Analysis of espionage cases; Harold James Nicholson (CIA) and Thomas Drake (NSA).

Political Science

Analysis of espionage cases; Harold James Nicholson (CIA) and Thomas Drake (NSA).


Espionage refers to the aspect of using spies or spying in order to obtain information about the plans and activities mostly of a foreign government or a competing company (West, 2015). In this case, this essay will discuss the cases of Harold James Nicholson (CIA) and Thomas Drake (NSA).

Harold James Nicholson

Nicholson served as a captain in the US Army intelligence unit and later joined CIA in October 1980 where he worked as an operations officer whose specialty was in intelligence operations against foreign intelligence services (Henriksen, 2016). However, based on the FBI affidavit, he might have been recruited by the Russian intelligence service (SVR) while in Kuala Lumpur during 1992 to 1994. This might have been the case while he was meeting with a SVR officer during his final four occasions while in Kuala Lumpur. The CIA authorized the meetings which were later reported by Nicholson. One day during his last reported meeting with a SVR officer, on 30th June 1994, financial records indicated that $12,000 was wired into the savings accounts of Nicholson at Selco Credit Union. The FBI, Eugene, was not able to trace a legitimate source of income that this money came from. Later, Nicholson admitted to have provided the SVR with national defense information between 1994 and 1996 during his arrest which included photographic negatives (West, 2015).

The main aspect that triggered the investigation of Nicholson’s espionage for Russia according to the FBI affidavit was based on the fact that he did not pass 3 polygraph examinations that the CIA had administered as part of his routine security update. The FBI later placed Nicholson under surveillance where he was watched as he travelled to various places such as Singapore, Malaysia and Thailand where he was seen in unauthorized meetings with the SVR. Nicholson was assigned a management position by the CIA in the counterterrorism branch CIA headquarters while keeping a close eye on him. The CIA limited the information he accessed on Russian matters and Chechnya which were particularly the primary subjects of interest to his Russian handlers. Additionally, the FBI retrieved a mail sent from Nicholson to his handlers from local public post boxes where he had signed post cards under the alias “Nevil R. Strachey”. One of the post cards had code that had requested for a meeting with the SVR on November 1996 in Switzerland (Kann, 2017).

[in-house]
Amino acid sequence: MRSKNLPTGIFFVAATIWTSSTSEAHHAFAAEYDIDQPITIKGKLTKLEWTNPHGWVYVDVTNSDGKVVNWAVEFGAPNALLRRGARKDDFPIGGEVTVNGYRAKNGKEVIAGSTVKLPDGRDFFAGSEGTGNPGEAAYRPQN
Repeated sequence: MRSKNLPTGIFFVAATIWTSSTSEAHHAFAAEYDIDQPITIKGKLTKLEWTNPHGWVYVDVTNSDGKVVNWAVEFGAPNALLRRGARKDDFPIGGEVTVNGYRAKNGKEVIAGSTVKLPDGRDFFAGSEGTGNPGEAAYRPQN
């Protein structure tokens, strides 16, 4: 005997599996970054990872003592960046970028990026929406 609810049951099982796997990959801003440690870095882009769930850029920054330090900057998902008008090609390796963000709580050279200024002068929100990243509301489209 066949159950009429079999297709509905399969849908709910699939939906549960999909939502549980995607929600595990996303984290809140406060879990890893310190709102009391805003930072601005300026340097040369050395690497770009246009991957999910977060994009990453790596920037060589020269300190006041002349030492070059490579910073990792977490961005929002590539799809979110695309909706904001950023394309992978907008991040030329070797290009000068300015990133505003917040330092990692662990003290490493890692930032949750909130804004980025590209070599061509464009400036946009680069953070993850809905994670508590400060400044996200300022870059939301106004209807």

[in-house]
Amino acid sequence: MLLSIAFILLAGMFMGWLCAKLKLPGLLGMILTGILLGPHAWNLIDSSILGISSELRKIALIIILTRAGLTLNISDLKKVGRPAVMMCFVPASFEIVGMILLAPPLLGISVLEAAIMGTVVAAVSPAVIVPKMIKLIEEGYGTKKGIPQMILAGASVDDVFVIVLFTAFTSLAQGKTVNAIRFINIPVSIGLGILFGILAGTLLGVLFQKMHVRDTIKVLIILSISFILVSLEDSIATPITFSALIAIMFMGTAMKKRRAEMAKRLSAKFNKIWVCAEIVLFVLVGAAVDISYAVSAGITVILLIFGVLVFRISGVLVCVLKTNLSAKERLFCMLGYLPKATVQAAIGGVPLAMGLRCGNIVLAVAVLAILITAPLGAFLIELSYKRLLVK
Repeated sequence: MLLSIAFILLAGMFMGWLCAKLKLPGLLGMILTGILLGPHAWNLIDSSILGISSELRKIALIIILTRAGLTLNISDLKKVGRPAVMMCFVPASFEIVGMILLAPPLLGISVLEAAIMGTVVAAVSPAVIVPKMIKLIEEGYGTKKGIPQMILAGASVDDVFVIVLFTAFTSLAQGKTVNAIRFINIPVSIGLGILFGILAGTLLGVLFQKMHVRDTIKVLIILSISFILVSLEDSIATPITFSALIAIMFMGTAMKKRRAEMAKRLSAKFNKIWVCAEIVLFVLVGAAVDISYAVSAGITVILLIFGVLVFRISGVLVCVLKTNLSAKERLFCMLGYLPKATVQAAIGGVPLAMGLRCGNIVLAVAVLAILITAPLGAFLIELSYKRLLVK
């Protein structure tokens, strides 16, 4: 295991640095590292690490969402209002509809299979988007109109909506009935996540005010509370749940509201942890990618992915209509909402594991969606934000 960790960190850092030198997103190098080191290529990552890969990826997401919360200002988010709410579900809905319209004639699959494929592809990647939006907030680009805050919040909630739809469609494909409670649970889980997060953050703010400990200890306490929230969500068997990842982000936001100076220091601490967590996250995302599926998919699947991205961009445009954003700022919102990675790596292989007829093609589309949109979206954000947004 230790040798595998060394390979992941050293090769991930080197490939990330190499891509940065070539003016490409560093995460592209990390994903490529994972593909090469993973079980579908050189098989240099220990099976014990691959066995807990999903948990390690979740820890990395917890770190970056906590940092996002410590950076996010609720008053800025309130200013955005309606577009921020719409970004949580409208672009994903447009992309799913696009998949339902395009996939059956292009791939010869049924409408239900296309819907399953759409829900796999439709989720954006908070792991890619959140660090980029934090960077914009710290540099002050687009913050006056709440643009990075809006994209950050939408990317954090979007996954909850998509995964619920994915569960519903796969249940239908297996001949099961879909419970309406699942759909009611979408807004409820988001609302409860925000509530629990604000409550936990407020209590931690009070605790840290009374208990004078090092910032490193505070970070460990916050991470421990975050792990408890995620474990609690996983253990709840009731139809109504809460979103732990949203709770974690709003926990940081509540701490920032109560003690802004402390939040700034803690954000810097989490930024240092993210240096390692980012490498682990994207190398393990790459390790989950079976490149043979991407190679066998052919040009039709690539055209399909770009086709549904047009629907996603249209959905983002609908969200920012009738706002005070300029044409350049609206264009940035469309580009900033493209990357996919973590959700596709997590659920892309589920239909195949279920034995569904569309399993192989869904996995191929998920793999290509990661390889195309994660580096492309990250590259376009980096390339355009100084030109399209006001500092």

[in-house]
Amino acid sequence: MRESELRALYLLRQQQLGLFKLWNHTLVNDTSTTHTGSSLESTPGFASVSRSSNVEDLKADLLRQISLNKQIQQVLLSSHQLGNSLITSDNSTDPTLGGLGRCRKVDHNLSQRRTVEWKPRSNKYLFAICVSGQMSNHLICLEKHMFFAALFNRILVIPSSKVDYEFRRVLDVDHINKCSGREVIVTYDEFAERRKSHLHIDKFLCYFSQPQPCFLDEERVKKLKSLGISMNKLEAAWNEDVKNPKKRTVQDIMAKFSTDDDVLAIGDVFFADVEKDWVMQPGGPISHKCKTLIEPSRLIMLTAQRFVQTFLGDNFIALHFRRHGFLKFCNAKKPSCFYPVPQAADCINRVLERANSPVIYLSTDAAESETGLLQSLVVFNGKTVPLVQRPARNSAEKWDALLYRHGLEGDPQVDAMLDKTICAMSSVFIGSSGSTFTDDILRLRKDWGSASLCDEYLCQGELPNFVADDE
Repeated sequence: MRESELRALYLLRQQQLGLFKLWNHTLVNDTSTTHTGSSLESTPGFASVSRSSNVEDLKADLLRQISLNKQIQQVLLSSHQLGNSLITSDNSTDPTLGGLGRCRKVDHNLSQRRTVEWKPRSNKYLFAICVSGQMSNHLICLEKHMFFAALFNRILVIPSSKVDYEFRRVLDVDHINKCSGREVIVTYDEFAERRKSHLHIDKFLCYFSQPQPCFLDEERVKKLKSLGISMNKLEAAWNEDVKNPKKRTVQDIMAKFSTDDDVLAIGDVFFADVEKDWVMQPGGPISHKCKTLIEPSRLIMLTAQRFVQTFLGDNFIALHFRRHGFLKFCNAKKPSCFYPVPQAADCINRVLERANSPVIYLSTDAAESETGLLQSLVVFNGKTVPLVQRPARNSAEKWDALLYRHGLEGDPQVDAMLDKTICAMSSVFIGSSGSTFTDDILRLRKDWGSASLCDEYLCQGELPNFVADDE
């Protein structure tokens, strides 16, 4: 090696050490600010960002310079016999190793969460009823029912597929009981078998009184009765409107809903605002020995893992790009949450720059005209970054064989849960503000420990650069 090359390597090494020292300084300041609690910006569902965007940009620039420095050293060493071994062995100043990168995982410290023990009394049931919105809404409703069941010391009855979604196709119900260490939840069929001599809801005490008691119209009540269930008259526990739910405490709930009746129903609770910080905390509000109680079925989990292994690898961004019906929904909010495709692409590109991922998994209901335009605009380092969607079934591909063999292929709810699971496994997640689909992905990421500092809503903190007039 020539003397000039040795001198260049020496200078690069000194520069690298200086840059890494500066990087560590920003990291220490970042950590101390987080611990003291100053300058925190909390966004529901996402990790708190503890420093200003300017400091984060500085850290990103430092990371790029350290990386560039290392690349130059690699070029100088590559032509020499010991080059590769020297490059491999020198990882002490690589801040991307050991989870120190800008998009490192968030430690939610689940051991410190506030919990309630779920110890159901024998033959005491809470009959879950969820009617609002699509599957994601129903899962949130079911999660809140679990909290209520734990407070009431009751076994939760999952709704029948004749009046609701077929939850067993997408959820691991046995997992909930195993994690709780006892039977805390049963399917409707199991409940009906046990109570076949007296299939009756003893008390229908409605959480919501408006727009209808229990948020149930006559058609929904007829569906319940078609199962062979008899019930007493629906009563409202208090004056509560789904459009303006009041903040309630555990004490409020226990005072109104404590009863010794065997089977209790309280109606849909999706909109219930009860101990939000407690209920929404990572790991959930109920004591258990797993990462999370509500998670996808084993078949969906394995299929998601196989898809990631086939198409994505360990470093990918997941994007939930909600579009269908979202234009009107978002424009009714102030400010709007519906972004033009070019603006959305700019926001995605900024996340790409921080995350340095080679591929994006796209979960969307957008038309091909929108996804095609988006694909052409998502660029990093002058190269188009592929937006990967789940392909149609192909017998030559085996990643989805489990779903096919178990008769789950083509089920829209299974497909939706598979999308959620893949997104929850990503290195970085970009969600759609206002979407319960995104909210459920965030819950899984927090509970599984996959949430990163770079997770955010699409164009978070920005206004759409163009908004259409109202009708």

Nicholson was sentenced to 23 years 7 months imprisonment on 5th June 1997 after being convicted of selling U.S. intelligence to Russia for $300,000. He did not get a death sentence or a life without parole since according to the prosecutors he was fully cooperative after his arrest. Prosecutors had a belief that he had sold the U.S. intelligence officers’ identities stationed in Russia as well as the identities of his trainees at the CIA school. Nicholson told the court that the money he received from the Russians he had intended that it would benefit his children.

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Nicholson was however said to have the highest ranking CIA official ever convicted of spying for a foreign power despite his case having received far less publicity and causing less damage to the U.S. national security. According to him, he was inspired to commit espionage by looking at Aldrich Ames case as opposed to being deterred by it. His son Nathaniel Nicholson was arrested in 2008 since according to the prosecutors Nicholson had used his son in collecting at least $47,000 from Russian officials in Cyprus and Mexico. Nathaniel had met with representatives of the Russian Federation six times between December 2006 and December 2008 (West, 2015).Nicholson was pulled out of prison to plead in court on conspiracy charges alongside his son. Nicholson was sentenced to eight years in prison on 18th January 2011 having been charged with conspiracy to commit money laundering and conspiracy charges by acting as an agent of a foreign government.

Thomas Drake